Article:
Wellness Wednesday: Food Labels Explained

As you eat your cereal in the morning, you notice it on the side of the box—that small, white rectangle with the jumble of words, numbers and percentages. It’s the nutrition facts label, and it breaks down what’s inside the box—everything from calories to cholesterol. Reading it can be a little confusing, but by breaking it down, you’ll have a clear understanding of the value the information provides in helping you maintain a healthy diet.

Start Here Check Calories Limit these Nutrients Get Enough of these Nutrients Footnote Quick Guide to %DV

Sample label for Macaroni and Cheese

1. Serving Size: A serving size is the recommended amount of a food that should be eaten by one person. It is important to pay attention to the serving size because the item you’re eating may contain several servings. This means that if you eat an entire bag of chips that contains three servings, you’re really eating three times the calories, fat, etc., that are listed on the label.

2. Calories and 3. Calories from Fat: This number indicates the total number of calories and the number of calories which are derived from fat that are contained in one serving of food. You should aim for getting only about 30 percent of your daily calories from fat.

4. Nutrient List and Amounts: Food companies must list, at a minimum, the amount of fat, cholesterol, sodium, total carbohydrates, dietary fiber, sugars, protein, vitamins A and C, calcium and iron that are contained in one serving of a product. Some labels also display trans fats. The required nutrients were chosen because they relate to current health concerns, such as coronary artery disease, diabetes, high blood pressure and obesity.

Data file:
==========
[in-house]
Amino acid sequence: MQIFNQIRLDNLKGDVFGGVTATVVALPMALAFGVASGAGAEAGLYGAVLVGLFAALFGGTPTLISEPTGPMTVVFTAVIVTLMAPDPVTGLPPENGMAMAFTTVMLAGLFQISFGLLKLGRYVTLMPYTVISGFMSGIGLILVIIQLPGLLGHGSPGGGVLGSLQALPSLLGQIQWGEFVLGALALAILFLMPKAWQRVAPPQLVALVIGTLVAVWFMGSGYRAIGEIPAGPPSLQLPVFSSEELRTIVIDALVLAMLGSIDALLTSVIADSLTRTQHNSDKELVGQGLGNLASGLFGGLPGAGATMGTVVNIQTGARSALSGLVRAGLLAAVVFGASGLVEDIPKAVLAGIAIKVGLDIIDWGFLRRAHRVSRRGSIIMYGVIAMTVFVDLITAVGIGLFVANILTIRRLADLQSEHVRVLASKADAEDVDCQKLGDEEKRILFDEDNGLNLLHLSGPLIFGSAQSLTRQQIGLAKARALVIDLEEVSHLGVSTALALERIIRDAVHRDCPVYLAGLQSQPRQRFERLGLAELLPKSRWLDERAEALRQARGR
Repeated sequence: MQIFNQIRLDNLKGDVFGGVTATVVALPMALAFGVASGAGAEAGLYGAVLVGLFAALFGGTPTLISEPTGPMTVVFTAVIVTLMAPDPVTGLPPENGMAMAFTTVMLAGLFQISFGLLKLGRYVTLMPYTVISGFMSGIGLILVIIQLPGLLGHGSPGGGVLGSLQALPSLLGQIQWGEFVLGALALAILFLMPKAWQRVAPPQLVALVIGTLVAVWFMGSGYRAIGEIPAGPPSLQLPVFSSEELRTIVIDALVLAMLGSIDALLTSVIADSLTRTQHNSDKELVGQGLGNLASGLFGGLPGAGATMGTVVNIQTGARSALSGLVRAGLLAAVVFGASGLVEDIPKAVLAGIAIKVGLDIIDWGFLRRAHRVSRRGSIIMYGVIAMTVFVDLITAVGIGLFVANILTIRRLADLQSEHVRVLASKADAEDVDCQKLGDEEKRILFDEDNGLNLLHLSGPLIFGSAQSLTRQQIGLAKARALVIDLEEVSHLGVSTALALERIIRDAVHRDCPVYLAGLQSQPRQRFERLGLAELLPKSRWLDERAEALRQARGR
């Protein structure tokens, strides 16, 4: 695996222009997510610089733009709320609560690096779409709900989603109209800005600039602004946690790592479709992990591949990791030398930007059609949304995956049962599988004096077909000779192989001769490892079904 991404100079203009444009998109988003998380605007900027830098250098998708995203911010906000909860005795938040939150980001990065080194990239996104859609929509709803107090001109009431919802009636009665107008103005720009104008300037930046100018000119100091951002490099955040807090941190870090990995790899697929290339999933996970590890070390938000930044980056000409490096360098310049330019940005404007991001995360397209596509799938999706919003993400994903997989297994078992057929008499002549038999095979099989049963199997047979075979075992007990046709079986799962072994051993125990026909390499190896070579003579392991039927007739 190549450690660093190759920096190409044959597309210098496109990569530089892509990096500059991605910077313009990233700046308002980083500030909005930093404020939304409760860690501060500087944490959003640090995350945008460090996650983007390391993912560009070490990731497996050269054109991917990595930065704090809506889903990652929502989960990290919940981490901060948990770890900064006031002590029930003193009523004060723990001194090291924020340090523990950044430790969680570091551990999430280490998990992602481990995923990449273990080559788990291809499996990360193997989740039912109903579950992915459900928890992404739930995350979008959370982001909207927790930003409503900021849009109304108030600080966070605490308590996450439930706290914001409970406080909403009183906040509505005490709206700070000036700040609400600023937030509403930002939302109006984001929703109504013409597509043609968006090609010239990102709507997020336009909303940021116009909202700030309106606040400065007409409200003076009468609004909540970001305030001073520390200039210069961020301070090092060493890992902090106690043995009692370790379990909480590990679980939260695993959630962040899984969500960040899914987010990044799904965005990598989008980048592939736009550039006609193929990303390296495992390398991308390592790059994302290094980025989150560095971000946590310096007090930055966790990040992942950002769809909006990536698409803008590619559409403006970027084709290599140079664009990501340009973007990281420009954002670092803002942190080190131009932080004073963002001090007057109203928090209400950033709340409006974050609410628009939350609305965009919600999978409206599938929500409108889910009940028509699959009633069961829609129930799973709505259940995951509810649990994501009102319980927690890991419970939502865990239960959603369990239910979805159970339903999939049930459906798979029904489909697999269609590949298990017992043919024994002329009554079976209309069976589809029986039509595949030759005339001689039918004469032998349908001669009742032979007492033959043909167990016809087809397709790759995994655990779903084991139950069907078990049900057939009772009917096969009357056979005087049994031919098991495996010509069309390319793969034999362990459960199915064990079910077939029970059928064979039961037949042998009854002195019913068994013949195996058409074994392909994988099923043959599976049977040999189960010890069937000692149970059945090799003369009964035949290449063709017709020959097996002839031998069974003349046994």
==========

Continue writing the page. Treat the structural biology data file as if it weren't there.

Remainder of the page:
Your goal should be to consume no more than 100 percent of the daily value for fat, cholesterol and sodium, and at least 100 percent of the daily values for vitamins A and C, iron and calcium.

5. Percent Daily Values Footnote: This shows the maximum amounts of total fat, saturated fat, cholesterol and sodium, as well as target amounts for total carbohydrates and fiber, that should be consumed each day. This is based on a suggested diet of 2,000 calories. Keep in mind that necessary calorie amounts vary for each individual.

6. Percent Daily Values: These percentages tell you how one serving of food fits, nutritionally, into a daily diet of 2,000 calories.

Reading food labels is a crucial part of maintaining healthy eating habits. It allows you to make informed choices about the foods you eat and compare the nutritional value of different foods. A good diet and an active lifestyle can help your body stay healthy and disease-free.

Sources: http://www.bsi-ins.com/wp-content/uploads/2012/02/Food-Labels.pdf

http://www.fda.gov/Food/IngredientsPackagingLabeling/LabelingNutrition/ucm274593.htm#see4

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